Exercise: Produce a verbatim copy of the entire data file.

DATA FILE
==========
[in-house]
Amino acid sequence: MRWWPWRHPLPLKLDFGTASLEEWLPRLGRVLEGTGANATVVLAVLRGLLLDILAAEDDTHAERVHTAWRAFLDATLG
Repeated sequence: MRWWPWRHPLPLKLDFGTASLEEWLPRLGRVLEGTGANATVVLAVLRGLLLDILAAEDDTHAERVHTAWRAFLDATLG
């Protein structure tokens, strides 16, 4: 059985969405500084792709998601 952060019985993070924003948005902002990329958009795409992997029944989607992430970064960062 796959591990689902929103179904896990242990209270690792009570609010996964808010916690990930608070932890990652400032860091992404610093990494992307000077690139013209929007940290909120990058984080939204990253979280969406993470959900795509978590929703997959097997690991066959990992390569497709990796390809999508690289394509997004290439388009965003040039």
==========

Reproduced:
[in-house]
Amino acid sequence: MRWWPWRHPLPLKLDFGTASLEEWLPRLGRVLEGTGANATVVLAVLRGLLLDILAAEDDTHAERVHTAWRAFLDATLG
Repeated sequence: MRWWPWRHPLPLKLDFGTASLEEWLPRLGRVLEGTGANATVVLAVLRGLLLDILAAEDDTHAERVHTAWRAFLDATLG
């Protein structure tokens, strides 16, 4: 059985969405500084792709998601 952060019985993070924003948005902002990329958009795409992997029944989607992430970064960062 796959591990689902929103179904896990242990209270690792009570609010996964808010916690990930608070932890990652400032860091992404610093990494992307000077690139013209929007940290909120990058984080939204990253979280969406993470959900795509978590929703997959097997690991066959990992390569497709990796390809999508690289394509997004290439388009965003040039």